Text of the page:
W3C home > Mailing lists > Public > w3c-sgml-wg@w3.org > February 1997

Re: What to do given both SYSTEM and PUBLIC?

From: Peter Flynn <pflynn@curia.ucc.ie>
Date: 17 Feb 1997 16:40:16 +0000 (GMT)
To: w3c-sgml-wg@w3.org
Message-id: <199702171640.QAA21928@curia.ucc.ie>
> There is no consensus on how PUBLIC should be interpreted.
> Different peole want it as a hook for different things.
> It's a recipe for disaster.

No it's not, it's quite clear-cut:

> If we open the can of PUBLIC worms, we have to say:
> * what to do if you are given a PUBLIC Id and no SYSTEM Id

1. Resolve it, either algorithmically or using a catalog.
   If that doesn't work then you do indeed have a problem,
   and the browser can't be blamed for the deficiencies of
   the author in failing to provide the right info.

> * what to do if you are given both

2. Browser-configurable preference.

> * what to do if you are given both and the resulting files are different

3. Never occurs: you use the one you get first from (2) above. If you've
   resolved one successfully, why on earth would you want to fetch the
   other one?

> * give at least one way in which I can put an XML file on the web and
>   someone else 6 months in the future with some new application can
>   use that file, whether or not it has a PUBLIC Identifier.

That doesn't make sense: the question is surely, how can someone use
that file whether or not it has _some kind of identifier_, sys or pub?
If you provide no identifier, then the instance has to be well-formed
only, and the question falls.

> Otherwise...
> Some people will implement systms that ignore the PUBLIC ID, as
> David Durand and Paul Prescod suggest, and always require a SYSTEM Id.
> Some people will implement systems in which the SYSTEM Id is ignored,
> as Paul Grosso suggests, when both are given.
> Some people will implement systems in which the SYSTEM ID is used for
> some things and the PUBLIC for others, as per Panorama today.
> Some people will implement systems that require end users to edit local
> configuration files before they can use documents containing PUBLIC Ids,
> as per Author/Editor today.
> No document will work on all systems.

It strikes me that the authors of such systems need some serious help.
Perhaps (as often looks all too frighteningly obvious) they've never
actually had to _use_ their software to do a job of work.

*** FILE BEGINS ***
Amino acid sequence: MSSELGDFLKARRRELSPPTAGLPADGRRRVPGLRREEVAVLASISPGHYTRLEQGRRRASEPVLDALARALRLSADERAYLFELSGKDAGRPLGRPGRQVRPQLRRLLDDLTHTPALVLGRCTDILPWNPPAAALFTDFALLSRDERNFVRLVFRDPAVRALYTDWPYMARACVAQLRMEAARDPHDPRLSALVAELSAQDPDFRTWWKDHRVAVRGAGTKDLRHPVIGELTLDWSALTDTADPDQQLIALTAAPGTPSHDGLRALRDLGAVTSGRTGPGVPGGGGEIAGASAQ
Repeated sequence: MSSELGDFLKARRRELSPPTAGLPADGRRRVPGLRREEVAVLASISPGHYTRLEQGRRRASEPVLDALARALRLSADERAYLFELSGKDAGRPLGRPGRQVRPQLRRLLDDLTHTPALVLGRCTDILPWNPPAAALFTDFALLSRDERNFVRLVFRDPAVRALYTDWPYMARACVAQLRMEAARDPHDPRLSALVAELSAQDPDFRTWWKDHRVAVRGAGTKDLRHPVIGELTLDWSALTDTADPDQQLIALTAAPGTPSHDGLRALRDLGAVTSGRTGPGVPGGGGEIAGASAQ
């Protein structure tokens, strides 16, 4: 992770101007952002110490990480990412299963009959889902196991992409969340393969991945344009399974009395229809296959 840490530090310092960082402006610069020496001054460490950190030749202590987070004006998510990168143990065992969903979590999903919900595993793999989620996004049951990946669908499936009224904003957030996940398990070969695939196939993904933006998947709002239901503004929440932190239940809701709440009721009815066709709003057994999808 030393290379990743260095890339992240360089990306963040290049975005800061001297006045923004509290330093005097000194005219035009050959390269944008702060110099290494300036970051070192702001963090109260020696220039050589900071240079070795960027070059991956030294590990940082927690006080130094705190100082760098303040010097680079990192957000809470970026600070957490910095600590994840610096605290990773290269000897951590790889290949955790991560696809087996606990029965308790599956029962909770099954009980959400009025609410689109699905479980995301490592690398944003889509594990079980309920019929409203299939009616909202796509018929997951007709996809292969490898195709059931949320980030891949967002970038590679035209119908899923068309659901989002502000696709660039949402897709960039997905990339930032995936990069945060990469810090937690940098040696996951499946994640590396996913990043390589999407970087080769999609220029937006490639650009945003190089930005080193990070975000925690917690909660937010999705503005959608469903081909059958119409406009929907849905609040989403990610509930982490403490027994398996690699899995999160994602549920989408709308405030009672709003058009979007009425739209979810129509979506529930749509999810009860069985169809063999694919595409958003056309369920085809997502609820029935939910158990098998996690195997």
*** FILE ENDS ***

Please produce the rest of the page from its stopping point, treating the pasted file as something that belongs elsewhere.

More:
I'm delighted to see that at long last this problem is being taken

> If we give a set of rules for which to prefer, as I have several times
> said, we will end up with interoperability, and you will then be safe
> to use XML in systems where you have no control over the recipient,
> rather like HTML today.
> If we don't have PUBLIC at all, this problem goes away.
> I would rather wait six to twelve months before adding PUBLIC.

We may have to agree to disagree on this, but I'm willing to be
persuaded. The problem is that the PUBLIC identifier is the "real" (ie
formal) name of my DTD. I don't care what filename you give your
locally-cached copy, or what filename someone calls their version
available via a URL. What is crucial is that if I identify my document
as being "-//Davenport//DTD DocBook V3.0//EN" then that is what it is,
nothing more and nothing less. Trying to fudge the issue of public DTDs
without PUBLIC identifiers, trying to rely on someone's localised
concept of what they might want to call the DTD file on the third
Tuesday after the full moon, is a guaranteed recipe for disaster. Where
private DTDs are concerned, by all means stick with SYSTEM ids. I just
cannot believe that people seriously mean that a browser is capable of
doing the right thing when given <!doctype html system "html.dtd"> when
there must be 100 or more DTDs all claiming to be that.

Where we agree 100% is that we need a set of rules, and they're nearly
all binary choices, so it's just a large nest if if-then-elses.

Received on Monday, 17 February 1997 12:36:58 UTC

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